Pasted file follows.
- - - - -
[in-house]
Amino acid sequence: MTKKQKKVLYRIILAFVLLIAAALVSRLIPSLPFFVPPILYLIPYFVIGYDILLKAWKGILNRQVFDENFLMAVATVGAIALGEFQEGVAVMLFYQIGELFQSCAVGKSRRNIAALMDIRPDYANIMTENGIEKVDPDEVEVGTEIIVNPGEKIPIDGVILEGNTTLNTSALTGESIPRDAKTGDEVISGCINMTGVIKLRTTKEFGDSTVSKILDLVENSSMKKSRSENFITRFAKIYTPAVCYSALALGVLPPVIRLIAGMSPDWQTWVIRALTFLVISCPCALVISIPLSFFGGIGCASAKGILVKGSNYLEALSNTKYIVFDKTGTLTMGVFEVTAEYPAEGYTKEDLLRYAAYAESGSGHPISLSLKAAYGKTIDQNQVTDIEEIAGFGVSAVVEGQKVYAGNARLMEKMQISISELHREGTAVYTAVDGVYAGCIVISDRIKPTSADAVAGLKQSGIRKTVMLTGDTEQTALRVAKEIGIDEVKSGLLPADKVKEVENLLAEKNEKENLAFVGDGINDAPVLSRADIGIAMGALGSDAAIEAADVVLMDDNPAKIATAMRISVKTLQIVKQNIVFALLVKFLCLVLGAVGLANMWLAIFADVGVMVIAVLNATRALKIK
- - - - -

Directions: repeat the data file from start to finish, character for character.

[in-house]
Amino acid sequence: MTKKQKKVLYRIILAFVLLIAAALVSRLIPSLPFFVPPILYLIPYFVIGYDILLKAWKGILNRQVFDENFLMAVATVGAIALGEFQEGVAVMLFYQIGELFQSCAVGKSRRNIAALMDIRPDYANIMTENGIEKVDPDEVEVGTEIIVNPGEKIPIDGVILEGNTTLNTSALTGESIPRDAKTGDEVISGCINMTGVIKLRTTKEFGDSTVSKILDLVENSSMKKSRSENFITRFAKIYTPAVCYSALALGVLPPVIRLIAGMSPDWQTWVIRALTFLVISCPCALVISIPLSFFGGIGCASAKGILVKGSNYLEALSNTKYIVFDKTGTLTMGVFEVTAEYPAEGYTKEDLLRYAAYAESGSGHPISLSLKAAYGKTIDQNQVTDIEEIAGFGVSAVVEGQKVYAGNARLMEKMQISISELHREGTAVYTAVDGVYAGCIVISDRIKPTSADAVAGLKQSGIRKTVMLTGDTEQTALRVAKEIGIDEVKSGLLPADKVKEVENLLAEKNEKENLAFVGDGINDAPVLSRADIGIAMGALGSDAAIEAADVVLMDDNPAKIATAMRISVKTLQIVKQNIVFALLVKFLCLVLGAVGLANMWLAIFADVGVMVIAVLNATRALKIK